Being a great orator takes work. You must do the following thing if you wish to master the craft:
Practice, practice, practice:
“The history of the world is full of testimony to prove how much depends upon industry. Not an eminent orator has lived but is an example of it. Yet, in contradiction to all this, the almost universal feeling appears to be, that industry can affect nothing, that eminence is the result of accident, and that everyone must be content to remain just what he may happen to be. . . For any other art they would have served an apprenticeship and would be ashamed to practice it in public before they had learned it. . . But the extempore speaker, who is to invent as well as to utter, to carry on an operation of the mind, as well as to produce sound enters upon the work without preparatory discipline, and then wonders why he fails!”
The great myth perpetuated about public speaking is that talent in this area is inherent and inborn and cannot be learned. But our manly forbearers knew better. The great orators of the world from Cicero to Rockne practiced the art of oratory with resolute single-mindedness. Demosthenes exemplified this drive particularly well. As he was a child he was weak and awkward in both body and speech. But he determined that he would become a great oratory. Like TR, he built up his body with vigorous exercise. And he did a series of unusual tactics to hone his speaking skills. He would go to the ocean and attempt to recite orations louder than the waves. He then isolated himself in a cave to put full focus on the attainment of his goal. In order to avoid being tempted to leave the cave before he had mastered the art of oratory, he shaved half his head bald, knowing he would be subjected to ridicule were he to show his face in that state. In an attempt to improve his enunciation, he recited speeches while his mouth was filled with pebbles. He daily practiced his speaking in front of a mirror, improving any defect in his delivery or bodily movements. Finally, he had a nervous tic of raising one shoulder while he spoke. So to correct this, he hung a sword above that shoulder which would cut him were he to raise the shoulder. His work paid off handsomely; he became the one of the greatest orators of all time.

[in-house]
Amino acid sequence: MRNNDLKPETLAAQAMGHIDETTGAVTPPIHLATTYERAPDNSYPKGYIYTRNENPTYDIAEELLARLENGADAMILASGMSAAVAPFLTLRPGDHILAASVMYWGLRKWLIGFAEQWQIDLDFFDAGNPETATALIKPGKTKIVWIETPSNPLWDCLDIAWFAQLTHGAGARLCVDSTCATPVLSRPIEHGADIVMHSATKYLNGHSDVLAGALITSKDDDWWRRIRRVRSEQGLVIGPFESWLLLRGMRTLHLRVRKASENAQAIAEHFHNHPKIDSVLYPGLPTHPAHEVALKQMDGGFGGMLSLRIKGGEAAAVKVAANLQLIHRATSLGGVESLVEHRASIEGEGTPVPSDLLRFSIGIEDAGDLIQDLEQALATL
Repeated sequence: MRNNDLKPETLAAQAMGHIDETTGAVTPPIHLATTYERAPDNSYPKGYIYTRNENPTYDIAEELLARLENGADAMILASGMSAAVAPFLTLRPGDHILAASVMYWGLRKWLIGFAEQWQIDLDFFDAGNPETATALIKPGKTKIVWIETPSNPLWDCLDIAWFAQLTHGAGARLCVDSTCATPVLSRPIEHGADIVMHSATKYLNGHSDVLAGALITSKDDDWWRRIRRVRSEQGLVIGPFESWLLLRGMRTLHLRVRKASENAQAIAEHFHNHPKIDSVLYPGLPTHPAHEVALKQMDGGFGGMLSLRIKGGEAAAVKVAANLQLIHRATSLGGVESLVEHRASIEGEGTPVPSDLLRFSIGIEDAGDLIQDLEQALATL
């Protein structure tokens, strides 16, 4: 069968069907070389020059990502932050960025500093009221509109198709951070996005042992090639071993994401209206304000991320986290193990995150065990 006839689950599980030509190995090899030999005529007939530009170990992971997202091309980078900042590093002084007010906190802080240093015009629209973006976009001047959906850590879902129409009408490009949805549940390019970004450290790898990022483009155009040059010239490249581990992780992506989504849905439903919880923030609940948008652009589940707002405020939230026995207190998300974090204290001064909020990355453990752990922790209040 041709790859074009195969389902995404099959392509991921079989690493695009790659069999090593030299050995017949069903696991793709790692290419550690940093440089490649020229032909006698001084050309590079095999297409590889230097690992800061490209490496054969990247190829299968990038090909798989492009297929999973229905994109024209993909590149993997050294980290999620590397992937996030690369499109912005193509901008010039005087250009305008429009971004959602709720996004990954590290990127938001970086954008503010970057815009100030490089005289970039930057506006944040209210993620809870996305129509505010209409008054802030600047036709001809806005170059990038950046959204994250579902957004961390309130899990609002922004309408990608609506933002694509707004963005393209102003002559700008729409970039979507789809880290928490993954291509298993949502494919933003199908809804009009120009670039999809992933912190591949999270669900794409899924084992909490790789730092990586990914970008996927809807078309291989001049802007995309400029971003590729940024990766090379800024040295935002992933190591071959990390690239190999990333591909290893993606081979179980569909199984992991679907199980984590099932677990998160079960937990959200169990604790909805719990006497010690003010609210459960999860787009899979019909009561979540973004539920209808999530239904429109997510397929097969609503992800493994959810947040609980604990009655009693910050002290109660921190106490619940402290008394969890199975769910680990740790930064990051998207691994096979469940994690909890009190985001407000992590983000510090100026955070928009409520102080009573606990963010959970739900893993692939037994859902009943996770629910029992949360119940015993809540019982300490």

“The speech of one who knows what he is talking about and means what he says-it is thought on fire.” -William Jennings Bryan
No grammatical garnish or oratorical flourish can add as much to a speech as good character. The very hint of hypocrisy will doom even the most eloquent speech. Conversely, when you are virtuous, honest, and earnestly committed to that which you speak of, this inner-commitment will tinge each word you utter with sincerity. The audience will feel the depth of your commitment and will listen far more intently then when they know it is mere claptrap.